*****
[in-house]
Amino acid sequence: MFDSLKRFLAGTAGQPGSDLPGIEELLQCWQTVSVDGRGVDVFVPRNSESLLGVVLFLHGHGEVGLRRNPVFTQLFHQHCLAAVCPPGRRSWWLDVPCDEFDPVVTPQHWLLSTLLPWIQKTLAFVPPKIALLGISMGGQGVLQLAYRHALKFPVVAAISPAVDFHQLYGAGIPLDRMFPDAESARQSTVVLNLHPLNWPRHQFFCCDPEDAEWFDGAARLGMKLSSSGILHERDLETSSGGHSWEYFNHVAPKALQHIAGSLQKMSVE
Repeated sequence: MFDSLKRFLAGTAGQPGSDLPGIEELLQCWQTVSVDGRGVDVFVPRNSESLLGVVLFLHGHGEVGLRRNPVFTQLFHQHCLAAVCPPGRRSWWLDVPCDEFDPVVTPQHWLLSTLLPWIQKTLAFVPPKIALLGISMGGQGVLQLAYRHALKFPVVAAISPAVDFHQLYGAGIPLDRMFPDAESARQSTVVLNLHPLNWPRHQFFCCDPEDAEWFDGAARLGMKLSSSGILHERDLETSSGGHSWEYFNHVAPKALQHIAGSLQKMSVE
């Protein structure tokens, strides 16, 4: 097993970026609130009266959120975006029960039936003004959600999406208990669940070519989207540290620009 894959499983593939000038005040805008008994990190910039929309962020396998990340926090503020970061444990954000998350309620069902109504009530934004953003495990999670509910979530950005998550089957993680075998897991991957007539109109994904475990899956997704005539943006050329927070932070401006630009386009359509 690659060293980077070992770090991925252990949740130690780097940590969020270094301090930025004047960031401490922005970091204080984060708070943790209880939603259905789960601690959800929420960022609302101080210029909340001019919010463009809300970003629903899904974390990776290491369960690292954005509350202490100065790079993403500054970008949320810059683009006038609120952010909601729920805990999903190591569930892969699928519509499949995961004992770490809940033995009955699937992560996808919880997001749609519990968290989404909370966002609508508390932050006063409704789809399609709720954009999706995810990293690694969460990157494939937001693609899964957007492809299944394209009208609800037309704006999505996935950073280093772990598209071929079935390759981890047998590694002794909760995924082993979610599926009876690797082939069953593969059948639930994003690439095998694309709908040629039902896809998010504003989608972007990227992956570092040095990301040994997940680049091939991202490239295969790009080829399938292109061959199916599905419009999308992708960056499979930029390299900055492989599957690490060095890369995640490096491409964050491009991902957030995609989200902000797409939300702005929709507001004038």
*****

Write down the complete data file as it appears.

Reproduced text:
[in-house]
Amino acid sequence: MFDSLKRFLAGTAGQPGSDLPGIEELLQCWQTVSVDGRGVDVFVPRNSESLLGVVLFLHGHGEVGLRRNPVFTQLFHQHCLAAVCPPGRRSWWLDVPCDEFDPVVTPQHWLLSTLLPWIQKTLAFVPPKIALLGISMGGQGVLQLAYRHALKFPVVAAISPAVDFHQLYGAGIPLDRMFPDAESARQSTVVLNLHPLNWPRHQFFCCDPEDAEWFDGAARLGMKLSSSGILHERDLETSSGGHSWEYFNHVAPKALQHIAGSLQKMSVE
Repeated sequence: MFDSLKRFLAGTAGQPGSDLPGIEELLQCWQTVSVDGRGVDVFVPRNSESLLGVVLFLHGHGEVGLRRNPVFTQLFHQHCLAAVCPPGRRSWWLDVPCDEFDPVVTPQHWLLSTLLPWIQKTLAFVPPKIALLGISMGGQGVLQLAYRHALKFPVVAAISPAVDFHQLYGAGIPLDRMFPDAESARQSTVVLNLHPLNWPRHQFFCCDPEDAEWFDGAARLGMKLSSSGILHERDLETSSGGHSWEYFNHVAPKALQHIAGSLQKMSVE
């Protein structure tokens, strides 16, 4: 097993970026609130009266959120975006029960039936003004959600999406208990669940070519989207540290620009 894959499983593939000038005040805008008994990190910039929309962020396998990340926090503020970061444990954000998350309620069902109504009530934004953003495990999670509910979530950005998550089957993680075998897991991957007539109109994904475990899956997704005539943006050329927070932070401006630009386009359509 690659060293980077070992770090991925252990949740130690780097940590969020270094301090930025004047960031401490922005970091204080984060708070943790209880939603259905789960601690959800929420960022609302101080210029909340001019919010463009809300970003629903899904974390990776290491369960690292954005509350202490100065790079993403500054970008949320810059683009006038609120952010909601729920805990999903190591569930892969699928519509499949995961004992770490809940033995009955699937992560996808919880997001749609519990968290989404909370966002609508508390932050006063409704789809399609709720954009999706995810990293690694969460990157494939937001693609899964957007492809299944394209009208609800037309704006999505996935950073280093772990598209071929079935390759981890047998590694002794909760995924082993979610599926009876690797082939069953593969059948639930994003690439095998694309709908040629039902896809998010504003989608972007990227992956570092040095990301040994997940680049091939991202490239295969790009080829399938292109061959199916599905419009999308992708960056499979930029390299900055492989599957690490060095890369995640490096491409964050491009991902957030995609989200902000797409939300702005929709507001004038």